If you’re a resident in the state of Texas, landowner liability may not be an issue to which you’ve ever given any serious thought – but it is well worth your time to learn some of the basics about how your interests could be affected if someone suffers an injury on your land.
In Texas, there are some protections for landowners that are designed to ensure that they are not held strictly liable for all injuries that might occur on their property. Under the current state of the law, there are several different categories of persons that might enter onto your property, and your level of responsibility for their well-being will depend upon those classifications. These three main categories include the following:
- Licensee: This type of person comes onto your land for his or her own benefit or enjoyment, and includes guests that might be at your home enjoying a meal, fishing, hunting, or engaged in other social activities. Your responsibility to such a person includes not intentionally causing them harm and notifying the licensee of any known dangers.
- Invitee: An invitee includes all those who enter your property for mutual benefit. That includes electricians you might hire, landscapers, and so on. Your responsibility is to notify invitees of any known dangers. You can also be held liable for dangers you did not know about but could have discovered with routine inspection of your land.
- Trespasser: As a general rule, your duty to trespassers extends no further than to not act in a way that deliberately harms them. To actually be considered legal trespass, however, there must have been either verbal notice from the landowner or some written notification – like a sign, or through the placement of identifying purple marks on posts or trees found on the land.
The Texas Supreme Court made it clear in a 2014 case that trespassers who found themselves injured or even killed on a landowner’s property would have no cause for action against that property owner as long as said owner was not actively aggressive to the trespasser. The case involved three illegal immigrants who died as they were trying to avoid a border checkpoint in 2007 by using the defendant’s land to cross into the United States. The case was a first of its kind and determined that landowners are not responsible for injuries or deaths suffered by trespassers engaged in illegal activities on their land.
Texas law also defines special liability for landowners who allow people to use their property for recreational purposes like hiking, hunting, nature study, and other activities. Civil Practice and Remedies Code, Chapter 75 defines a reduced level of responsibility for such landowners, as long as they meet certain requirements: the land in question must be agricultural, the user must be there for recreational purposes, and the landowner must meet certain fee standards if he was paid for the use of the land.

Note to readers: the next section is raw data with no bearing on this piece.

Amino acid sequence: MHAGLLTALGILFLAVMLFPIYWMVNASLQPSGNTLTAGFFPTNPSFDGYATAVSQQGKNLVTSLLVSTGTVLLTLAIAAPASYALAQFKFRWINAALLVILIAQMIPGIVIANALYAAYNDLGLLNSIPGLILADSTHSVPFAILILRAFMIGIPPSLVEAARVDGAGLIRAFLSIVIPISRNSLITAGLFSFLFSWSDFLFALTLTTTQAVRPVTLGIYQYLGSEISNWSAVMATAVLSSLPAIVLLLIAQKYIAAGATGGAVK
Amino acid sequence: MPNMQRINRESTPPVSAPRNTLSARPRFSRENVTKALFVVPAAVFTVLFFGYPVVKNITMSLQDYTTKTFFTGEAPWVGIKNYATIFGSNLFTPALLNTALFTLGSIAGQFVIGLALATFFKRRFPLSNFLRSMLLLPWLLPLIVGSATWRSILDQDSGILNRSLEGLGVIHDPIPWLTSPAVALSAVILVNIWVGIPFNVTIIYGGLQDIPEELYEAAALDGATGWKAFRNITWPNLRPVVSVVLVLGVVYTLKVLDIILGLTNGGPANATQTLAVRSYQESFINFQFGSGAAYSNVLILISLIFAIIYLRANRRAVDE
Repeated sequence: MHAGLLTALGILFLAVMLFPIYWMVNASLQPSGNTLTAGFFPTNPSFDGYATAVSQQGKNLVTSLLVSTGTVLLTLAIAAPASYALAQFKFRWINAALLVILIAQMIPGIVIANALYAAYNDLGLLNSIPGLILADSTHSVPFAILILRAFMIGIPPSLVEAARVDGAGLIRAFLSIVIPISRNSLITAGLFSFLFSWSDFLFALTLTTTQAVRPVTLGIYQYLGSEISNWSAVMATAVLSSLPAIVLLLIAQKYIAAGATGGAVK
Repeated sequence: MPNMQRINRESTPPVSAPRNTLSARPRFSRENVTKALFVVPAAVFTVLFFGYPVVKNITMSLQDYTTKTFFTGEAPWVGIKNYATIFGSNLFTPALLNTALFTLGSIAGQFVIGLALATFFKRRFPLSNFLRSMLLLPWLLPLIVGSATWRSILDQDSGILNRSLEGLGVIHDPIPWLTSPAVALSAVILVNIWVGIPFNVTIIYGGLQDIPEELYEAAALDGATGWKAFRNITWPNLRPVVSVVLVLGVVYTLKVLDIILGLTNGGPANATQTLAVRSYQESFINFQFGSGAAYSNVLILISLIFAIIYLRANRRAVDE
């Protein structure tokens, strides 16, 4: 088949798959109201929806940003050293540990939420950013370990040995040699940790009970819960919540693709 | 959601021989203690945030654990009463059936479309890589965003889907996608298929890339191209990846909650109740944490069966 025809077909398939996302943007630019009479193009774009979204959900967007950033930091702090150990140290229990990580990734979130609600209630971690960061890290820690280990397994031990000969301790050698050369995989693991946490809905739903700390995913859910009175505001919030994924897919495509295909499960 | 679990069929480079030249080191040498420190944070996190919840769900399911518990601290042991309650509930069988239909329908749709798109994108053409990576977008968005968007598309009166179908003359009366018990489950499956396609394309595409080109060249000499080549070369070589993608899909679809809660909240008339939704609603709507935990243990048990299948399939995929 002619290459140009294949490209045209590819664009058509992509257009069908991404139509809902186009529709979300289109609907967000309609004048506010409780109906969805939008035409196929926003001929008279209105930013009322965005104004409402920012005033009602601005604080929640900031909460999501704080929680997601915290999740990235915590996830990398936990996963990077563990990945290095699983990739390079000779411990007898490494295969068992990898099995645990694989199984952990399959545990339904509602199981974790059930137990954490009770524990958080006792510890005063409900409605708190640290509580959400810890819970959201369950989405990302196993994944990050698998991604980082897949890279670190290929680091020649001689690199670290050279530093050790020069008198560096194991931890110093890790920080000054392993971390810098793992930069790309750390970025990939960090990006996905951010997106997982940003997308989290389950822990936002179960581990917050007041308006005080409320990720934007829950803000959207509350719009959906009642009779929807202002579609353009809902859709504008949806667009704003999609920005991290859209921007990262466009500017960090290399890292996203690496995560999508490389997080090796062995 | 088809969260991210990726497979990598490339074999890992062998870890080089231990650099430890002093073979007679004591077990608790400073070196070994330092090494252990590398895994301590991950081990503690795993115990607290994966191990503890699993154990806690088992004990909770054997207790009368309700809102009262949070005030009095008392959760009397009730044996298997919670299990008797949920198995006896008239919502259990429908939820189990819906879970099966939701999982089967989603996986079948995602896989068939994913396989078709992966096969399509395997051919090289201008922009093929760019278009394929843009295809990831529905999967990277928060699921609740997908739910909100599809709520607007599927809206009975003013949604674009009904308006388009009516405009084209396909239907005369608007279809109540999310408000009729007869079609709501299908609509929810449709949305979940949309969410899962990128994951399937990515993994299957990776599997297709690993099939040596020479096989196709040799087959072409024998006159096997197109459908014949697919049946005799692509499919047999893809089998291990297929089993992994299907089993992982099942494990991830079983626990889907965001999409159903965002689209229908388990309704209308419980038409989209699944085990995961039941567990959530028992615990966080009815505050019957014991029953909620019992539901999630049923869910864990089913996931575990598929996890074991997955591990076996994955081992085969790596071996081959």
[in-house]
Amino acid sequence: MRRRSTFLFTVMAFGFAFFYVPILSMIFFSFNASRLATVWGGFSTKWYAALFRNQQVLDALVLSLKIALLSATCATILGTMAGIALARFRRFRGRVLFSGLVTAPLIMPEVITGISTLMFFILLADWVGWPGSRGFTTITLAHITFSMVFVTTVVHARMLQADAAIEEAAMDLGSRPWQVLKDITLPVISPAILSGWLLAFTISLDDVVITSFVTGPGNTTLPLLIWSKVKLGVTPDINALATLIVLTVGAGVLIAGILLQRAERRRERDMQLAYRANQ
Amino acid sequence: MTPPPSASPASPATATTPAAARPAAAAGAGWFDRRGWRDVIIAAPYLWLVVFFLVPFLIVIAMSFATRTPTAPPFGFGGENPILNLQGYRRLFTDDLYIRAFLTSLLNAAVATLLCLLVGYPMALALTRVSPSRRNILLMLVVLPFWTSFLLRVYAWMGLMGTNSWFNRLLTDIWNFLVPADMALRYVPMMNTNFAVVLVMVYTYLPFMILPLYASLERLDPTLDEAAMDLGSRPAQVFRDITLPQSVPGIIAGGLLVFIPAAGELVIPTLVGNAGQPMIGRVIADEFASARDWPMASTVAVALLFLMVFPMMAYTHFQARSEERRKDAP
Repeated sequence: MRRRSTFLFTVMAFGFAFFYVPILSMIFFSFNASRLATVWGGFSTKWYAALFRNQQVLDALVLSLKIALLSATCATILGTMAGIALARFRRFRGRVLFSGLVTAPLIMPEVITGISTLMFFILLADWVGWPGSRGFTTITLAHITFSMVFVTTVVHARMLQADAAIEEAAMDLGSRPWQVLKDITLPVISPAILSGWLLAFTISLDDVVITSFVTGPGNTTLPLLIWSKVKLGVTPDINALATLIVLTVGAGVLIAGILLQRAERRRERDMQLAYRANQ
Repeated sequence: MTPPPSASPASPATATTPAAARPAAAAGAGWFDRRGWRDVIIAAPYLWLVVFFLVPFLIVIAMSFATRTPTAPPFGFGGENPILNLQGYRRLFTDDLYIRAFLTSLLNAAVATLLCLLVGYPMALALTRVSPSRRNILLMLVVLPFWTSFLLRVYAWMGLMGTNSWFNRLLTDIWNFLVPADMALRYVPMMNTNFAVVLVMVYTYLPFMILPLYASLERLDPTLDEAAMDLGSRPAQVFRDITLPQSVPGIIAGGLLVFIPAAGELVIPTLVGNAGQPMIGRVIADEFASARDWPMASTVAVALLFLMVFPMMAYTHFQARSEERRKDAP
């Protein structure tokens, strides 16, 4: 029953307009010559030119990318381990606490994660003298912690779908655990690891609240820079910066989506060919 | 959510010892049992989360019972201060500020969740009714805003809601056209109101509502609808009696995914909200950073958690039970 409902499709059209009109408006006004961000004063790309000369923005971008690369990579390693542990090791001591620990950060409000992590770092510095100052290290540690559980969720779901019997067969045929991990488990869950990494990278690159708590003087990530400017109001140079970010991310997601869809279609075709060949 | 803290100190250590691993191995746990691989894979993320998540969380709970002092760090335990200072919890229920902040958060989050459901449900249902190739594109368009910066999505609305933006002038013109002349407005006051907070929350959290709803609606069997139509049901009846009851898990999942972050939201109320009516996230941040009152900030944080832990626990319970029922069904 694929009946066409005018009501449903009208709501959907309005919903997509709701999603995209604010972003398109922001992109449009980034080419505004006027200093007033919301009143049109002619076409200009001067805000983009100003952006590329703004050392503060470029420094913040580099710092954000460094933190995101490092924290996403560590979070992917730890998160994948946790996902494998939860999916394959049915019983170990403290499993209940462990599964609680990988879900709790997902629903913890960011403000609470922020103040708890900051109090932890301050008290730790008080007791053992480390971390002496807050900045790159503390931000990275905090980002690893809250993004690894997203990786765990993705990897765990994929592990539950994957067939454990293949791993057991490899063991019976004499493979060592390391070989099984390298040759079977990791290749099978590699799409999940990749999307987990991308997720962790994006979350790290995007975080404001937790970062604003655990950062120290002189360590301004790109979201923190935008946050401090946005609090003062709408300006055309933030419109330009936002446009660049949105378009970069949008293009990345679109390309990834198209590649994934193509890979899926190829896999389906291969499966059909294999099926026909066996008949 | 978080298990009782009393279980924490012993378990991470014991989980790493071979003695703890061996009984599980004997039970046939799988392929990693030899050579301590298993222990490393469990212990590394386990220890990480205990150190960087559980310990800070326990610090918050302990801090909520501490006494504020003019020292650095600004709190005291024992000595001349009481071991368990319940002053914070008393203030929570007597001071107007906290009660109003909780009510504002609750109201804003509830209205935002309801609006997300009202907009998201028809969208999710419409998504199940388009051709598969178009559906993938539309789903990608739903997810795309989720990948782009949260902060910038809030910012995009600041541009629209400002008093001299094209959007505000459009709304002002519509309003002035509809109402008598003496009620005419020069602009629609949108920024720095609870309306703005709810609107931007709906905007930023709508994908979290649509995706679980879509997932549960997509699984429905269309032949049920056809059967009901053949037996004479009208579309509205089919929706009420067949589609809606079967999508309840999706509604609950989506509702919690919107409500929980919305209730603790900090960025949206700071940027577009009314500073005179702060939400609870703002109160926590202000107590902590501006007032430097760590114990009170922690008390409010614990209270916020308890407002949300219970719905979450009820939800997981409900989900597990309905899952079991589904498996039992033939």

Under the provisions of the Texas Agritourism Act, landowners who provide agritourism opportunities for visitors now enjoy more protection from injury-related liability as well. They are not liable for injuries suffered by agritourists, provided that warnings are posted or the user signs an agreement that contains certain language. These protections extend beyond those provided for recreational usage, as they exist regardless of any concerns about compensation.
Beyond normal construction hazards, poorly maintained property, and other accident dangers, Texas landowners must also contend with nature itself. The terrain in much of Texas can be unforgiving for those who fail to take precautions for their own safety, and there are many different types of wildlife that can pose a risk. So, what happens when someone is on your land and comes into contact with one of these dangerous animals – like a snake, for example?
The Texas standard for such liability concerns ensures that landowners owe no special duty to warn guests and visitors about the dangers that could be posed by indigenous plants, insects, or animals on the property. There are exceptions to that rule, of course – such as might be found in a case where you had introduced an animal onto the property that would not have normally been there, or if you were keeping wild animals as pets. A good example of how the courts view this issue can be found in Nicholson v. Smith RV, in which the defendant RV park owners’ summary judgment in their favor was upheld on appeal as the court agreed that they could not be held liable for a fire ant attack that occurred on park grounds. As the appellate court noted in its upholding of the summary judgment, “Nature is not tamed in Texas and those who seek the outdoors are exposed to its dangers. A good deal of the vegetation in Texas stings, sticks or stinks. Any number of insects and animals can hurt, or even kill you.”
Your Legal Challenges
While Texas has done its best to ensure that your rights as a landowner are not at risk. In many cases where someone might be injured on your land, those protections are not absolute. Obviously, there are negligence issues that could come into play, and certain types of people are entitled to your best effort to protect their interests when they are guests or invitees on the property. That makes it critical that you understand your rights and responsibilities as a landowner, to ensure that you have done your due diligence and provided that proper level of care to safeguard against those potential risks. This is a complex issue, however, and one that is best managed in consultation with an experienced liability and personal injury attorney.